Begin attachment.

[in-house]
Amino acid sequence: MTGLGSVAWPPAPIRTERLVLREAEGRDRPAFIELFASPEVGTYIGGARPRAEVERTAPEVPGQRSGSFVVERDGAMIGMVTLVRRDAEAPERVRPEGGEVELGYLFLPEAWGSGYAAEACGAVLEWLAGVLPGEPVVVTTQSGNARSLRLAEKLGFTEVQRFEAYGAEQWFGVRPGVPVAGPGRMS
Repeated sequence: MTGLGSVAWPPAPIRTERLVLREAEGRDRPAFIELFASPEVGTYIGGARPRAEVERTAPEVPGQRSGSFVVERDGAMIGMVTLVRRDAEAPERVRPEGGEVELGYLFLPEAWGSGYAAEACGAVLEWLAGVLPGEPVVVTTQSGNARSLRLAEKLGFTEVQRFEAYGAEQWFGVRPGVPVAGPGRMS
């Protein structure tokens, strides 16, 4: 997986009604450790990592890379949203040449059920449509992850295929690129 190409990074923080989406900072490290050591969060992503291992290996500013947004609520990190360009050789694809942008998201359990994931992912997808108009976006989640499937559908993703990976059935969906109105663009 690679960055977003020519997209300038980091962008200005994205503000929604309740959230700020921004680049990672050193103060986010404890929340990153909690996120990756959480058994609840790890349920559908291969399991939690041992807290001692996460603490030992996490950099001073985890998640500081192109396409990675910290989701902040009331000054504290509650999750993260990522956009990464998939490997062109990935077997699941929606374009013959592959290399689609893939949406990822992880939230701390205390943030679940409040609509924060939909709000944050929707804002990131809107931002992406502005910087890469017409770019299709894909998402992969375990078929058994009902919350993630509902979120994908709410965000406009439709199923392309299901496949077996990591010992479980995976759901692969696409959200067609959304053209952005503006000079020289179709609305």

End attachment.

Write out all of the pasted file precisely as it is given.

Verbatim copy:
[in-house]
Amino acid sequence: MTGLGSVAWPPAPIRTERLVLREAEGRDRPAFIELFASPEVGTYIGGARPRAEVERTAPEVPGQRSGSFVVERDGAMIGMVTLVRRDAEAPERVRPEGGEVELGYLFLPEAWGSGYAAEACGAVLEWLAGVLPGEPVVVTTQSGNARSLRLAEKLGFTEVQRFEAYGAEQWFGVRPGVPVAGPGRMS
Repeated sequence: MTGLGSVAWPPAPIRTERLVLREAEGRDRPAFIELFASPEVGTYIGGARPRAEVERTAPEVPGQRSGSFVVERDGAMIGMVTLVRRDAEAPERVRPEGGEVELGYLFLPEAWGSGYAAEACGAVLEWLAGVLPGEPVVVTTQSGNARSLRLAEKLGFTEVQRFEAYGAEQWFGVRPGVPVAGPGRMS
């Protein structure tokens, strides 16, 4: 997986009604450790990592890379949203040449059920449509992850295929690129 190409990074923080989406900072490290050591969060992503291992290996500013947004609520990190360009050789694809942008998201359990994931992912997808108009976006989640499937559908993703990976059935969906109105663009 690679960055977003020519997209300038980091962008200005994205503000929604309740959230700020921004680049990672050193103060986010404890929340990153909690996120990756959480058994609840790890349920559908291969399991939690041992807290001692996460603490030992996490950099001073985890998640500081192109396409990675910290989701902040009331000054504290509650999750993260990522956009990464998939490997062109990935077997699941929606374009013959592959290399689609893939949406990822992880939230701390205390943030679940409040609509924060939909709000944050929707804002990131809107931002992406502005910087890469017409770019299709894909998402992969375990078929058994009902919350993630509902979120994908709410965000406009439709199923392309299901496949077996990591010992479980995976759901692969696409959200067609959304053209952005503006000079020289179709609305």